Gage, Frances D. (1808–1884)
Gage, Frances D. (1808–1884)
American reformer and author. Name variations: (pseudonym) Aunt Fanny. Born Frances Dana Barker on October 12, 1808, in Marietta, Washington County, Ohio; died in Greenwich, Connecticut, on November 10, 1884; daughter of Joseph Barker (a farmer and cooper) and Elizabeth (Dana) Barker; married James L. Gage (a lawyer), on January 1, 1829; children: eight, including Mary Gage .
Frances D. Gage was born Frances Barker in 1808 in Marietta, a town on the Muskingum River in Ohio. She was the daughter of Joseph Barker, a farmer and native of New Hampshire, and Elizabeth Dana Barker , who was related to the Danas of Massachusetts. Frances attended a log-cabin school in the Ohio woods and assisted her father in barrel-making.
At age 20, she married James L. Gage, a lawyer from McConnellsville, Ohio. The couple had eight children, yet Gage still found time to write for leading journals and speak to gatherings about women's rights, temperance, and the evils of slavery. In return, she was subjected to ridicule and persecution. "Those who have never advocated an unpopular idea—who have not made principle, rather than policy, their guiding star—cannot appreciate the peculiar trials of those who are true in word and action," she wrote.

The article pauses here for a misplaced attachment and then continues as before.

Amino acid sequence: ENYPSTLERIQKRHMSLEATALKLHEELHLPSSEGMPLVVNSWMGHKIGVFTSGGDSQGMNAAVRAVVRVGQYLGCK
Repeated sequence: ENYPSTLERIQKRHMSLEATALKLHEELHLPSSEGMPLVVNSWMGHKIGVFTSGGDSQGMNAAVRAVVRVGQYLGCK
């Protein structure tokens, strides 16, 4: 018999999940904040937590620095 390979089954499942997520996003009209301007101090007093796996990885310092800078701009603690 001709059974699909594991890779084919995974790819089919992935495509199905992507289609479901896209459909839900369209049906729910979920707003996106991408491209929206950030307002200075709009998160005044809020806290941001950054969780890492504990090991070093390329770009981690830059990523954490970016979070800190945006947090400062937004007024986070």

In 1851, while attending a Woman's Rights Convention in Akron, Ohio, Gage was chosen to be president of the meeting. In 1853, the family moved to St. Louis, Missouri, then a slave-holding state. Branded an abolitionist, she and her family endured threats and three disastrous fires on their property, probably started by arsonists, that effectively reduced the family's resources.
With her husband ill, Gage took the post of assistant editor of an agricultural paper in Columbus, Ohio. Soon after, however, the Civil War began, destroying the newspaper's circulation. When four of her sons joined the army, Gage, along with her daughter Mary, began to minister to needs of soldiers and freedmen, while speaking to Soldiers' Aid Societies. In summers, Frances was an unsalaried agent of the Sanitary Commission, covering territory down the Mississippi to Memphis, Vicksburg, and Natchez. During this period, she was crippled in a carriage accident in Galesburg, Illinois, and laid up for one year. In August 1867, she suffered paralysis brought on by a stroke and was confined to her room, but she continued writing and became well known for her children's stories, written under the name "Aunt Fanny."
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